CBP meets with doctors trying to vaccinate detainees but still denies access

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CHULA VISTA, Calif. -- A group of doctors from across the country descended on San Diego and the U.S.-Mexico border this week in an attempt to provide much-needed flu vaccines to migrants detained in Customs and Border Protection facilities.

"We're taking their feasibility argument out of the picture, we're taking their logistical argument out of the picture, because we took care of all of that for them," one doctor said. "That was our primary goal coming here. Unfortunately, they blocked us and decided to arrest our people for trying to give vulnerable children basic medical care."

This all started in July when founders of the group -- all medical professionals -- learned that three children had died while in CBP custody.

After securing the necessary flu vaccines, they began reaching out to the Department of Homeland Security and other top officials to offer their services for free.

The doctors said they never heard back. They continued their efforts until December, when they decided to get on a plane and try to force the issue.

The doctors said they brought all the equipment they needed for a vaccination pop-up -- including 20 licensed medical professionals and 120 doses of flu vaccine -- to San Diego but were not allowed to administer the vaccines.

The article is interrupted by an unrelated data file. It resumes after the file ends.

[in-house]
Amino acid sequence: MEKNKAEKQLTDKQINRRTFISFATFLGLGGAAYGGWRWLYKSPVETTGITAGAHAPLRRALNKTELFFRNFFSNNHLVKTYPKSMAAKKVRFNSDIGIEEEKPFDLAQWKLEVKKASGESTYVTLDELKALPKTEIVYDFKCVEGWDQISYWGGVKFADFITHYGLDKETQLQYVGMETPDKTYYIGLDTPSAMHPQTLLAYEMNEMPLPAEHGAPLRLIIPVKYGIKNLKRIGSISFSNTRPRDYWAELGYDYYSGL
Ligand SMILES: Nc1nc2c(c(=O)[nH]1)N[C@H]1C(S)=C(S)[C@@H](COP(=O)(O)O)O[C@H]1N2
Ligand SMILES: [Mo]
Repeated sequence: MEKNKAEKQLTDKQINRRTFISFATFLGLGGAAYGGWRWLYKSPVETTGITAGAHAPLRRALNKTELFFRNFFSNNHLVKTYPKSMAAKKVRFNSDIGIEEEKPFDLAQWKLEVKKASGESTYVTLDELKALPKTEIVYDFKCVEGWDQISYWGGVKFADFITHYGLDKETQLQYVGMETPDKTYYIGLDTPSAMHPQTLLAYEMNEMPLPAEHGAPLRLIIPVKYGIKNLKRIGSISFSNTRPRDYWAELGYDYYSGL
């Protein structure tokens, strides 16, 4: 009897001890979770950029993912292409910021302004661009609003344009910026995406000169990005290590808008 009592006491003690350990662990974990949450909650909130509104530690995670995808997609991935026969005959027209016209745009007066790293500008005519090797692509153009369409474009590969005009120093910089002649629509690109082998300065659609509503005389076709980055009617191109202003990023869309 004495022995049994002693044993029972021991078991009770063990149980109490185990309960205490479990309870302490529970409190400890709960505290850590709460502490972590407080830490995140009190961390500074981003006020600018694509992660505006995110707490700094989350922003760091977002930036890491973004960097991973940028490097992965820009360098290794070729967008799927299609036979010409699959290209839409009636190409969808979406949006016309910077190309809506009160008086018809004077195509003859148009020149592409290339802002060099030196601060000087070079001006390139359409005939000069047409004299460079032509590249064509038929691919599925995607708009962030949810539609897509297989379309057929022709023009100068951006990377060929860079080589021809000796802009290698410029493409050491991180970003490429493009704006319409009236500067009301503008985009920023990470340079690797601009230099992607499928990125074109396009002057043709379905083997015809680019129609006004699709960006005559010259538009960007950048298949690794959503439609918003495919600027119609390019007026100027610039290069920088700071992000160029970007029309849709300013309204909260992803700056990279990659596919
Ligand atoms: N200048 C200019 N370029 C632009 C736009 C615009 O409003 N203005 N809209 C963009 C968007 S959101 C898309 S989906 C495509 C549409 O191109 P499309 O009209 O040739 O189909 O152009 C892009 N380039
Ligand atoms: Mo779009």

When their efforts along the border were blocked on Tuesday, several doctors laid down in the street in protest and were promptly arrested.

In an effort to avoid duplicating that experience, the group tried a new tactic Wednesday: peacefully protesting in front of the CBP headquarters. They eventually met with the second in command at the Chula Vista office.

A spokesperson with the CBP issued a statement that read in part, "It has never been a CBP practice to administer vaccines and this is not a new policy ... Individuals should not be held for longer than 72 hours in either CBP hold rooms or holding facilities.

"As a law enforcement agency, and due to the short term nature of CBP holding and other logistical challenges, operating a vaccine program is not feasible. Both ICE and HHS have comprehensive medical support services and can provide vaccinations as appropriate to those in their custody."

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